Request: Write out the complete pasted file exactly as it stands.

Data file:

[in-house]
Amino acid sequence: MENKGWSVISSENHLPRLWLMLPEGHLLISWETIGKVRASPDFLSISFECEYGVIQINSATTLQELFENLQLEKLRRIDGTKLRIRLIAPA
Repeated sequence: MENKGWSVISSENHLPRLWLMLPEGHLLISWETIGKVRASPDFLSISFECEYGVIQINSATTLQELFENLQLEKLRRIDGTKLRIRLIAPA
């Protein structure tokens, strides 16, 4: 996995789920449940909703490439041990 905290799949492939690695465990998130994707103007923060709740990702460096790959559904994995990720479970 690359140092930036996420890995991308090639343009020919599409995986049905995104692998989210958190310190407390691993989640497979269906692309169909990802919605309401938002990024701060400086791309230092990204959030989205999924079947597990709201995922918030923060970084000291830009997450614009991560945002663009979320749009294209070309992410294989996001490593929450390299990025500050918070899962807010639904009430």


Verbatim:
[in-house]
Amino acid sequence: MENKGWSVISSENHLPRLWLMLPEGHLLISWETIGKVRASPDFLSISFECEYGVIQINSATTLQELFENLQLEKLRRIDGTKLRIRLIAPA
Repeated sequence: MENKGWSVISSENHLPRLWLMLPEGHLLISWETIGKVRASPDFLSISFECEYGVIQINSATTLQELFENLQLEKLRRIDGTKLRIRLIAPA
């Protein structure tokens, strides 16, 4: 996995789920449940909703490439041990 905290799949492939690695465990998130994707103007923060709740990702460096790959559904994995990720479970 690359140092930036996420890995991308090639343009020919599409995986049905995104692998989210958190310190407390691993989640497979269906692309169909990802919605309401938002990024701060400086791309230092990204959030989205999924079947597990709201995922918030923060970084000291830009997450614009991560945002663009979320749009294209070309992410294989996001490593929450390299990025500050918070899962807010639904009430």